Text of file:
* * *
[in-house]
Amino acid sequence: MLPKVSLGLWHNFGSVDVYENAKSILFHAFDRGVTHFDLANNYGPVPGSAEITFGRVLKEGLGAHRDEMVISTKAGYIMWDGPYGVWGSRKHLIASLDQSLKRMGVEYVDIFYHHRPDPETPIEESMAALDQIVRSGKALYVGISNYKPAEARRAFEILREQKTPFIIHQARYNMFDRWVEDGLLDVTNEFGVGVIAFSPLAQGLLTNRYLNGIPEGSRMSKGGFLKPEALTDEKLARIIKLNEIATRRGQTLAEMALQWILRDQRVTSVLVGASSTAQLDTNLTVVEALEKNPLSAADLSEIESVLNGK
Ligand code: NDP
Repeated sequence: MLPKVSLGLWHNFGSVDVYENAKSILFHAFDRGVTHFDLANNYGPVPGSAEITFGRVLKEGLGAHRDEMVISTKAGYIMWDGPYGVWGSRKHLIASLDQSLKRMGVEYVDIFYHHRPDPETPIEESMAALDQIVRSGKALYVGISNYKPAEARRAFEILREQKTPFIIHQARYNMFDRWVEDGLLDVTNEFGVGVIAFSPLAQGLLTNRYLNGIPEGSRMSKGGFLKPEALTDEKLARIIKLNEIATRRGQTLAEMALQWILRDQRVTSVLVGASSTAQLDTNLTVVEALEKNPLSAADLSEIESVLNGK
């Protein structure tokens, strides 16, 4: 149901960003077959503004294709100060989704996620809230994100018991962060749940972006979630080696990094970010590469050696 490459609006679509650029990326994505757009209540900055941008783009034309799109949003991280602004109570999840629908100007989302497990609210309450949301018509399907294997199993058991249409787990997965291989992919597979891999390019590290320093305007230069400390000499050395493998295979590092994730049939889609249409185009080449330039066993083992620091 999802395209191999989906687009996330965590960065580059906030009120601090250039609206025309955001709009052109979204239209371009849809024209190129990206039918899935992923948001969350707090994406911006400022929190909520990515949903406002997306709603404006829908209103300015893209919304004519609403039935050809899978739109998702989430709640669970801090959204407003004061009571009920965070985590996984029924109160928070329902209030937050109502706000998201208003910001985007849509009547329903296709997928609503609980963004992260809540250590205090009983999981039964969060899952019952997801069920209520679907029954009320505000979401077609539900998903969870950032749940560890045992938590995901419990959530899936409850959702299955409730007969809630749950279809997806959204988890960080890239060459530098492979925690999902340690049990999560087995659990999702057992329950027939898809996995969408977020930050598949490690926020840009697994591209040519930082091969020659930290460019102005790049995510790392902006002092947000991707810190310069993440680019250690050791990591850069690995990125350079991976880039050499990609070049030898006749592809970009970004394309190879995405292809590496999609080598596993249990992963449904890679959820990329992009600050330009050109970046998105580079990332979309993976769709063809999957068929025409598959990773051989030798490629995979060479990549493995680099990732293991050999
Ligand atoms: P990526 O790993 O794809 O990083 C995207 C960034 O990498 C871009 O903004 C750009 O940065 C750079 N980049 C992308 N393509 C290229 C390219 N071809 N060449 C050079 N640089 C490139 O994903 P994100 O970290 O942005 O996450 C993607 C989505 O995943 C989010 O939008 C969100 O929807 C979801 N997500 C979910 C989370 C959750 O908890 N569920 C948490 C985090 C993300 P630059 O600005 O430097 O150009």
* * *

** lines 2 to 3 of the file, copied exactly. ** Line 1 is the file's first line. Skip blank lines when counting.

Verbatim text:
Amino acid sequence: MLPKVSLGLWHNFGSVDVYENAKSILFHAFDRGVTHFDLANNYGPVPGSAEITFGRVLKEGLGAHRDEMVISTKAGYIMWDGPYGVWGSRKHLIASLDQSLKRMGVEYVDIFYHHRPDPETPIEESMAALDQIVRSGKALYVGISNYKPAEARRAFEILREQKTPFIIHQARYNMFDRWVEDGLLDVTNEFGVGVIAFSPLAQGLLTNRYLNGIPEGSRMSKGGFLKPEALTDEKLARIIKLNEIATRRGQTLAEMALQWILRDQRVTSVLVGASSTAQLDTNLTVVEALEKNPLSAADLSEIESVLNGK
Ligand code: NDP